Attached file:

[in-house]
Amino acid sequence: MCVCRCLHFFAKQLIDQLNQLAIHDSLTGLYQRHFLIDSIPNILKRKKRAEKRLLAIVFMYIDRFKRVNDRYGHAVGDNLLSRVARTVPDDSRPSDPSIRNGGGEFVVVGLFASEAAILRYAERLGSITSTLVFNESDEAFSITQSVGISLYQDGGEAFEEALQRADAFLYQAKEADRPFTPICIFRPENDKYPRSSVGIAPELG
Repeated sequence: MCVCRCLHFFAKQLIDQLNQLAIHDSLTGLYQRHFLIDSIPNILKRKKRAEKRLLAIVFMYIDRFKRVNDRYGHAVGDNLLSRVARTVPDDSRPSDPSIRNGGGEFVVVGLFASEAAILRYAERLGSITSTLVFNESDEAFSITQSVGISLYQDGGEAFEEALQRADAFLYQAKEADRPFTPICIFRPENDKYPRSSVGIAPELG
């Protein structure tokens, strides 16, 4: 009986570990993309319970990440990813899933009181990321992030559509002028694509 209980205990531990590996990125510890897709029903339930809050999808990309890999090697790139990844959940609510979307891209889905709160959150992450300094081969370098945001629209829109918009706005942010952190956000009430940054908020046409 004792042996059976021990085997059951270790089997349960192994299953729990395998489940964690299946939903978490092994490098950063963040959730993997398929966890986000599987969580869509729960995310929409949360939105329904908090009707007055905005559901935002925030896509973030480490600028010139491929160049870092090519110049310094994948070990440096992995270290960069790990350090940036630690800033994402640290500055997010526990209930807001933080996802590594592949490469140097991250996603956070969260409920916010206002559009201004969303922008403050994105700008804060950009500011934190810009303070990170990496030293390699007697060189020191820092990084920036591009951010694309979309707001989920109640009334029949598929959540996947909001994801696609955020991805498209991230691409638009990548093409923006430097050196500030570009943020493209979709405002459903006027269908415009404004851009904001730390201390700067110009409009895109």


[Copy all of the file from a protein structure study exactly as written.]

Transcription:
[in-house]
Amino acid sequence: MCVCRCLHFFAKQLIDQLNQLAIHDSLTGLYQRHFLIDSIPNILKRKKRAEKRLLAIVFMYIDRFKRVNDRYGHAVGDNLLSRVARTVPDDSRPSDPSIRNGGGEFVVVGLFASEAAILRYAERLGSITSTLVFNESDEAFSITQSVGISLYQDGGEAFEEALQRADAFLYQAKEADRPFTPICIFRPENDKYPRSSVGIAPELG
Repeated sequence: MCVCRCLHFFAKQLIDQLNQLAIHDSLTGLYQRHFLIDSIPNILKRKKRAEKRLLAIVFMYIDRFKRVNDRYGHAVGDNLLSRVARTVPDDSRPSDPSIRNGGGEFVVVGLFASEAAILRYAERLGSITSTLVFNESDEAFSITQSVGISLYQDGGEAFEEALQRADAFLYQAKEADRPFTPICIFRPENDKYPRSSVGIAPELG
């Protein structure tokens, strides 16, 4: 009986570990993309319970990440990813899933009181990321992030559509002028694509 209980205990531990590996990125510890897709029903339930809050999808990309890999090697790139990844959940609510979307891209889905709160959150992450300094081969370098945001629209829109918009706005942010952190956000009430940054908020046409 004792042996059976021990085997059951270790089997349960192994299953729990395998489940964690299946939903978490092994490098950063963040959730993997398929966890986000599987969580869509729960995310929409949360939105329904908090009707007055905005559901935002925030896509973030480490600028010139491929160049870092090519110049310094994948070990440096992995270290960069790990350090940036630690800033994402640290500055997010526990209930807001933080996802590594592949490469140097991250996603956070969260409920916010206002559009201004969303922008403050994105700008804060950009500011934190810009303070990170990496030293390699007697060189020191820092990084920036591009951010694309979309707001989920109640009334029949598929959540996947909001994801696609955020991805498209991230691409638009990548093409923006430097050196500030570009943020493209979709405002459903006027269908415009404004851009904001730390201390700067110009409009895109």